Guest Blog Written by Wendy L. Yost
“Come here…go away”, “don’t ever leave me”, “there’s only one way for this to work, and it’s my way”. While it may seem that I am quoting people, I’m actually quoting aspects of a different kind of relationship, my relationship with money. If those statements had been in reference to a person, I wouldn’t have allowed that person to stay in my life for very long. And yet, I think for many of us, our relationship with money is reflected in often contradictory statements. And these statements create an undercurrent for when we make choices when it comes to how we relate to, use and appreciate money.
Rather that tell you to do this, not that — or, change how you do things entirely, I’d instead like to approach our time together the way I would one of the university classes I teach and design a curriculum on money intended to heal something, reveal something, and hopefully, with your participation, do both.
In building this curriculum, I started by thinking of assignments that have been particularly potent. And immediately thought about an assignment I’ve used in multiple classes where I have students map a facet of their life. And then thought about how I might creatively adapt the assignment to the subject of money. I found that mapping my relationship to money from birth until now brought new insights that assisted me in befriending money in new ways. What that involved was taking a sheet of paper, starting with the year I was born and then tracking how I have interacted with money through the years, as a child, a teenager, a young adult and now as grown woman, nearly five decades later.
My MONEY MAP illuminated key life events that impacted my relationship to money, such as: Receiving an allowance; comparing my sister’s proclivity for saving money, against mine for spending it; being hired for my first minimum wage job; embarking on my first entrepreneurial pursuit (becoming an Avon Lady!); saying yes to jobs I took to gain experience, even when the pay was awful; buying my first car and taking on my first mortgage; navigating job searches that took much longer than expected; asking my former husband for a necessary divorce; and more recent experiences like using social media to measure myself against the perceived success of others; and celebrating my first six figure year (and wondering how I’ll be able to do it again).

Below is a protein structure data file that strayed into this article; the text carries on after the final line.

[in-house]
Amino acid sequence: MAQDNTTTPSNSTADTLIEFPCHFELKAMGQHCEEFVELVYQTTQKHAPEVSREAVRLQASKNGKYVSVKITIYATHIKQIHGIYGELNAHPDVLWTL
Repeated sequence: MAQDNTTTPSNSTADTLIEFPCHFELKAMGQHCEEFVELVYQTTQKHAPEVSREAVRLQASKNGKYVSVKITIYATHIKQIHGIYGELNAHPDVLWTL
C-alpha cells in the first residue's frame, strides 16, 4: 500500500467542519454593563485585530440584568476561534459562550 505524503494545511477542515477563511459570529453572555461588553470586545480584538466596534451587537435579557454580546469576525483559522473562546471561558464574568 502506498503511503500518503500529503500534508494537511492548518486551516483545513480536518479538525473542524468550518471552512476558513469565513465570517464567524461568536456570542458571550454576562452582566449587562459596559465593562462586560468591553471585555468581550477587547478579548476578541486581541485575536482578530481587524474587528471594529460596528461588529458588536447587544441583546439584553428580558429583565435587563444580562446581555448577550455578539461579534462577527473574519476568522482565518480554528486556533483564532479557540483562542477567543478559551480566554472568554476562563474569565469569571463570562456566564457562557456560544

It also surfaced key shifts in my beliefs about money through the years — like when I released the need to earn all the money that I receive; when I got honest about my desire to serve fewer individual clients at greater depth; when I decided to start blessing abundance in all its forms (be it in nature, with my finances or with something like a huge bin of beach balls) or, making the conscious choice to bless forms of abundance I see other than what I would choose for myself (like deciding to imagine each time I see a Ferrari, how I would use the $188,425 to $400,000+ it takes to buy a car like that, instead of judging the driver’s choice).
Completing my MONEY MAP was definitely an eye opening experience. And also one that brought on an array of emotions: Fear, discouragement, worry, disappointment, overwhelm, frustration and impatience — as well as hopefulness, optimism, positive expectancy, triumph, freedom and even, joy. Our relationship with money is many things, and most of all, it is uniquely our own.